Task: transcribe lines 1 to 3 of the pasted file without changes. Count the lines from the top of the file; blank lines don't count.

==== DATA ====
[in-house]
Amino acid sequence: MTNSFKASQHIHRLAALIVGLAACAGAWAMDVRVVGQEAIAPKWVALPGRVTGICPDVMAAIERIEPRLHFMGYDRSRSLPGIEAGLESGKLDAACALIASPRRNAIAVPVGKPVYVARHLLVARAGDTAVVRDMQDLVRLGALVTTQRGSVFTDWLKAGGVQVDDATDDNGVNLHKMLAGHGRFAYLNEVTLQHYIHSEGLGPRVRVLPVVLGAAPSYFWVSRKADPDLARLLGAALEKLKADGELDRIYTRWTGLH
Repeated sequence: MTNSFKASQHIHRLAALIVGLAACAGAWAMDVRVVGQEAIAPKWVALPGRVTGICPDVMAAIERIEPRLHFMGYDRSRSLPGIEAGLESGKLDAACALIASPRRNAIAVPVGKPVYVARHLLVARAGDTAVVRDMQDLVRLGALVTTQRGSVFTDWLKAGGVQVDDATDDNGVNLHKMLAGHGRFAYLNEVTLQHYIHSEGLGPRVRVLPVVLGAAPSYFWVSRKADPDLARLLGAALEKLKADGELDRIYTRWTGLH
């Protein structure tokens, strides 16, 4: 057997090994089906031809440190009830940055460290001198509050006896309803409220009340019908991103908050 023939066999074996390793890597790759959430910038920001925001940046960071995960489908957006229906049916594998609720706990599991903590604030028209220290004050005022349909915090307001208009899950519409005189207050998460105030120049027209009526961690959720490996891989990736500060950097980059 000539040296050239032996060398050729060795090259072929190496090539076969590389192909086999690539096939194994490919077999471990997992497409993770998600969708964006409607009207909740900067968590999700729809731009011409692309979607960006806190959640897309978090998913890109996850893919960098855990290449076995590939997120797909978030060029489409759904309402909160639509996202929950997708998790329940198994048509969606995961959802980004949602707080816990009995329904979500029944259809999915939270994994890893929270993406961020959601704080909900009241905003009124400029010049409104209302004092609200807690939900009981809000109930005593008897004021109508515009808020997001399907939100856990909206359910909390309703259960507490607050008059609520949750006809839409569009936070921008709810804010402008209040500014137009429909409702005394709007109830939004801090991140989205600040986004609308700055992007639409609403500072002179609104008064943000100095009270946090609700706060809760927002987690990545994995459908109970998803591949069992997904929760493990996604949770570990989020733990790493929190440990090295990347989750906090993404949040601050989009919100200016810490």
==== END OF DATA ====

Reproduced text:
[in-house]
Amino acid sequence: MTNSFKASQHIHRLAALIVGLAACAGAWAMDVRVVGQEAIAPKWVALPGRVTGICPDVMAAIERIEPRLHFMGYDRSRSLPGIEAGLESGKLDAACALIASPRRNAIAVPVGKPVYVARHLLVARAGDTAVVRDMQDLVRLGALVTTQRGSVFTDWLKAGGVQVDDATDDNGVNLHKMLAGHGRFAYLNEVTLQHYIHSEGLGPRVRVLPVVLGAAPSYFWVSRKADPDLARLLGAALEKLKADGELDRIYTRWTGLH
Repeated sequence: MTNSFKASQHIHRLAALIVGLAACAGAWAMDVRVVGQEAIAPKWVALPGRVTGICPDVMAAIERIEPRLHFMGYDRSRSLPGIEAGLESGKLDAACALIASPRRNAIAVPVGKPVYVARHLLVARAGDTAVVRDMQDLVRLGALVTTQRGSVFTDWLKAGGVQVDDATDDNGVNLHKMLAGHGRFAYLNEVTLQHYIHSEGLGPRVRVLPVVLGAAPSYFWVSRKADPDLARLLGAALEKLKADGELDRIYTRWTGLH